Need Cheap, Random Junk? Penn State’s Got You Covered
So you’re looking for a cheap pong table for your new and (unfortunately) unfurnished apartment. Or perhaps your printer just crapped out on you, but money is tight. Or maybe you really want an industrial-size food mixer because… um… maybe you’ve decided to run a bakery out of your dorm room? Nevertheless, what is a cash-strapped college kid to do? Two words: Lion Surplus.
Lion Surplus is Penn State’s best kept non-secret. It’s like a big garage sale for the university. And when they’re well-stocked, you might find some pretty useful stuff — once you make the long trek out there.
It’s located out by the Blue Band Building. For those who don’t know where that is, it’s near the law school building. It’s a bit of a hike from the closest white loop stop, which is no fun in the weather we’ve had this week. But, if you’re shuttle-savvy, there’s a stop just outside in the parking lot.
Feeling a bit adventurous, my friend and future roommate, Zach, decided to come with and see if we could find some furnishings for our apartment for next year. Upon entering the warehouse, we surveyed the place. To the right were several long rows of desks and filing cabinets, spanning half the width of the place. Along the far wall, running parallel to them, were shelving units with various office supplies sparsely scattered about them — an electric stapler here, a laptop bag there.
Zach got my attention on the left side, pointing out a pile of old motherboards laying in a bin on one of the shelves. Beside them was a pile of computer mice and some hard drives. Across from that were three old printers the size of filing cabinets.
“Yo! These still look fine to me,” I heard Zach say from the side wall. I walk over to find him looking in a box labelled “Cracked Test Tubes.” I had to agree, they looked in great shape to me and you got a whole paper box full of them for only $10. Flat panel monitors line the other side of the middle shelving unit, along with some more manageably sized printers and a few CRT television sets.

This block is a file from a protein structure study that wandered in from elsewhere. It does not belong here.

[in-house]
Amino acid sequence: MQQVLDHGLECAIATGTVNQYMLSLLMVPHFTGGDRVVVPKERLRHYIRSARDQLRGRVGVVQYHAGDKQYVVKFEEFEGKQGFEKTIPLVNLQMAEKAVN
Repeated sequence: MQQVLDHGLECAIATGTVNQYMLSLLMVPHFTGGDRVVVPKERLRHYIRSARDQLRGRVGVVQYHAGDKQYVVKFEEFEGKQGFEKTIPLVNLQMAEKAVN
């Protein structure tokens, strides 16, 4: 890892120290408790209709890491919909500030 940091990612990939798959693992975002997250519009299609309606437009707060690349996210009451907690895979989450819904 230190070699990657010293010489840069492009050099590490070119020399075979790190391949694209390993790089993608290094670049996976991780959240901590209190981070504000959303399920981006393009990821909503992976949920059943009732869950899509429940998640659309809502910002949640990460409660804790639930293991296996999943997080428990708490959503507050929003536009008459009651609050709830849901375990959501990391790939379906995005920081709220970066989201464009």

Before walking ahead into the other section of the building, we stopped by a bulletin board full of postings with little tabs listing eBay IDs. Among the clutter one thing stood out — a blue and white university mail van. That’s right, you could be the proud owner of the Penn State mail van.
Rounding the corner into the other room, I had to stop and laugh. There stood, at seven or eight feet tall, the industrial-size food mixer. That wasn’t the only interesting item in this room. Against the fork lift stood two chemical fridges, complete with air-tight sealing doors.
“You could definitely use these as mini-fridges,” I mused. “I would be all about that.”
“Is this one of the old phone-booths from in the HUB?”
“Yeah man! Look, here’s the cord the phone line fed through,” I said, grabbing a thin, empty line hanging from the top of the wooden booth.
That was enough goofing around. Now to get back to looking at practical furniture.
“Ooh, these are nice,” I said to Zach, pointing out a collection of office chairs, only $5 each.
“This is legit,” Zach said, eyeing up a long, narrow table.
“That’s real cool! It would be perfect for pong,” I replied before getting distracted by some nice bar chairs, still in great condition and also $5 a piece. Too bad we won’t have a bar in our apartment.
In the end, we left empty-handed. But I’m thinking of going back to get myself one of those desk chairs. Honestly, none of the furniture or office appliances cost more than $25. Most of the electronics are old and junky, but if you’re looking for cheap furniture for your apartment, it might be worth your while. I could have done without the creepy cardboard cutouts of Barney and Cookie Monster staring at me from the back of the warehouse and the awful country music, though.